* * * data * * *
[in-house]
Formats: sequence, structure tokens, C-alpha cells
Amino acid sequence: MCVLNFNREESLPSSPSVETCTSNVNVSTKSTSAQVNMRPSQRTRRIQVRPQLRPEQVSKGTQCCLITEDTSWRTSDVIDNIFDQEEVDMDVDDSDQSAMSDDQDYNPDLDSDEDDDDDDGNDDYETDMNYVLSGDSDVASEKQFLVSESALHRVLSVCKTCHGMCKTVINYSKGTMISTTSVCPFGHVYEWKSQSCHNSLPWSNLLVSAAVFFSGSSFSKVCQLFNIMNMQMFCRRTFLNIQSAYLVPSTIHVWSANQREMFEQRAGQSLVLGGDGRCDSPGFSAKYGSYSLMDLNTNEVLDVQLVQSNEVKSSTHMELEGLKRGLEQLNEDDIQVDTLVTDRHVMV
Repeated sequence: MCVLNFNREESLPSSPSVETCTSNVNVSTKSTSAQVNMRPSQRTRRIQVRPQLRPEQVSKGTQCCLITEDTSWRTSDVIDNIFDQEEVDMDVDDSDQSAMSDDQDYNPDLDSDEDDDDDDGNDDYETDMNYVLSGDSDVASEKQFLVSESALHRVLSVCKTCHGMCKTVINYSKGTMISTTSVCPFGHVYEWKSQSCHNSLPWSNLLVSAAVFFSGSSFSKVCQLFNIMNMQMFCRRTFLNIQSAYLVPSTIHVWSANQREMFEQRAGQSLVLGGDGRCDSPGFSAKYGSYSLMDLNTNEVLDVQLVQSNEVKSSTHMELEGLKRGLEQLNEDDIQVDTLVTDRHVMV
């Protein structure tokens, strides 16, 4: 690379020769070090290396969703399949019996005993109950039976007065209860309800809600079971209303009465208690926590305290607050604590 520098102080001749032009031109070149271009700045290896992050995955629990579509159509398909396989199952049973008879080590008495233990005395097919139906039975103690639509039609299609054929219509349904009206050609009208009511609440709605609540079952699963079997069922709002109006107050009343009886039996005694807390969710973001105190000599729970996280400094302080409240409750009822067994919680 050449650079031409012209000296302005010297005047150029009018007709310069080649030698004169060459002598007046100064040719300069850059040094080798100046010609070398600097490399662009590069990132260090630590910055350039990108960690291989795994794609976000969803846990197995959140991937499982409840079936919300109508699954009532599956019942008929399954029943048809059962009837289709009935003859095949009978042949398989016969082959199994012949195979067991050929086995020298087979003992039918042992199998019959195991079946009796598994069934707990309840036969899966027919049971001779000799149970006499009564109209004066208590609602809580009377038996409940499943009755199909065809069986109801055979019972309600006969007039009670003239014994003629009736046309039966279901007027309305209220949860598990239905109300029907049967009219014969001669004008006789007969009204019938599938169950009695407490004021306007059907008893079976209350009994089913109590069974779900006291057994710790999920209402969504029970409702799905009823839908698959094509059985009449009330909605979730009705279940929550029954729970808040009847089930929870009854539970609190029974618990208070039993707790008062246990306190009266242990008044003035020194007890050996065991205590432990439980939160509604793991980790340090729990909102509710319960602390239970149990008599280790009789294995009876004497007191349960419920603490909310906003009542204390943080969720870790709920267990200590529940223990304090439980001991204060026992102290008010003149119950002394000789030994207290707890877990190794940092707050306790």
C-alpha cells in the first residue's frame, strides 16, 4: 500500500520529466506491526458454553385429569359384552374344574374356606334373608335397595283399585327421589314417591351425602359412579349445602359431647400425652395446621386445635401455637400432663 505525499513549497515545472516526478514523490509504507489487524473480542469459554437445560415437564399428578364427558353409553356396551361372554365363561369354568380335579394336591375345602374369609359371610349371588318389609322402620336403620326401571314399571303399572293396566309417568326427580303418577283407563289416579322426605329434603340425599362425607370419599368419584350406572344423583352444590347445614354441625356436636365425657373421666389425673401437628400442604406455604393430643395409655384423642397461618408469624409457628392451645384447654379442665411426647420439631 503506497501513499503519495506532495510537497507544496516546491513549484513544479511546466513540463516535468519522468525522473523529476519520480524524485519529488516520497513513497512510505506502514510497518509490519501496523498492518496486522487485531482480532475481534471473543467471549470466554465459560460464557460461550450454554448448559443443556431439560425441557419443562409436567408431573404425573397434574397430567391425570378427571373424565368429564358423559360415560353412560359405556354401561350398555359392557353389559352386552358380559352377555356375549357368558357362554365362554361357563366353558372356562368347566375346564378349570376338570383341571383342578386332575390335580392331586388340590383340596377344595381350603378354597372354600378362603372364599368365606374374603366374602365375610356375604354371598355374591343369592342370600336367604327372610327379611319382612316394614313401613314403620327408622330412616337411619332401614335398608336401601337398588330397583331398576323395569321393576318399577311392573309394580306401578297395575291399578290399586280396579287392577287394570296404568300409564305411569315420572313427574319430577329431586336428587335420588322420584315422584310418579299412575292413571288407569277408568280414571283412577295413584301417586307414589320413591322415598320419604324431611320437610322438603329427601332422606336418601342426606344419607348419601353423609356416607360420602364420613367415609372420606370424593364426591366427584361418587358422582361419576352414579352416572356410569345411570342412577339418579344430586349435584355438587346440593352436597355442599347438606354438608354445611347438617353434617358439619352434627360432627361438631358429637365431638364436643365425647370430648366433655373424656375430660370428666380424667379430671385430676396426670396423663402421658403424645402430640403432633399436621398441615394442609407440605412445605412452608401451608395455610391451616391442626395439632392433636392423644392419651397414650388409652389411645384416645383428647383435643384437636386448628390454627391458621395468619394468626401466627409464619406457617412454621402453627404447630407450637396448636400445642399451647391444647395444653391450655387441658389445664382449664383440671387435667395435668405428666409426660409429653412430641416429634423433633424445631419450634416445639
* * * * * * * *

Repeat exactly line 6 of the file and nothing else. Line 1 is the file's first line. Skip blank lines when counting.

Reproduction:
C-alpha cells in the first residue's frame, strides 16, 4: 500500500520529466506491526458454553385429569359384552374344574374356606334373608335397595283399585327421589314417591351425602359412579349445602359431647400425652395446621386445635401455637400432663 505525499513549497515545472516526478514523490509504507489487524473480542469459554437445560415437564399428578364427558353409553356396551361372554365363561369354568380335579394336591375345602374369609359371610349371588318389609322402620336403620326401571314399571303399572293396566309417568326427580303418577283407563289416579322426605329434603340425599362425607370419599368419584350406572344423583352444590347445614354441625356436636365425657373421666389425673401437628400442604406455604393430643395409655384423642397461618408469624409457628392451645384447654379442665411426647420439631 503506497501513499503519495506532495510537497507544496516546491513549484513544479511546466513540463516535468519522468525522473523529476519520480524524485519529488516520497513513497512510505506502514510497518509490519501496523498492518496486522487485531482480532475481534471473543467471549470466554465459560460464557460461550450454554448448559443443556431439560425441557419443562409436567408431573404425573397434574397430567391425570378427571373424565368429564358423559360415560353412560359405556354401561350398555359392557353389559352386552358380559352377555356375549357368558357362554365362554361357563366353558372356562368347566375346564378349570376338570383341571383342578386332575390335580392331586388340590383340596377344595381350603378354597372354600378362603372364599368365606374374603366374602365375610356375604354371598355374591343369592342370600336367604327372610327379611319382612316394614313401613314403620327408622330412616337411619332401614335398608336401601337398588330397583331398576323395569321393576318399577311392573309394580306401578297395575291399578290399586280396579287392577287394570296404568300409564305411569315420572313427574319430577329431586336428587335420588322420584315422584310418579299412575292413571288407569277408568280414571283412577295413584301417586307414589320413591322415598320419604324431611320437610322438603329427601332422606336418601342426606344419607348419601353423609356416607360420602364420613367415609372420606370424593364426591366427584361418587358422582361419576352414579352416572356410569345411570342412577339418579344430586349435584355438587346440593352436597355442599347438606354438608354445611347438617353434617358439619352434627360432627361438631358429637365431638364436643365425647370430648366433655373424656375430660370428666380424667379430671385430676396426670396423663402421658403424645402430640403432633399436621398441615394442609407440605412445605412452608401451608395455610391451616391442626395439632392433636392423644392419651397414650388409652389411645384416645383428647383435643384437636386448628390454627391458621395468619394468626401466627409464619406457617412454621402453627404447630407450637396448636400445642399451647391444647395444653391450655387441658389445664382449664383440671387435667395435668405428666409426660409429653412430641416429634423433633424445631419450634416445639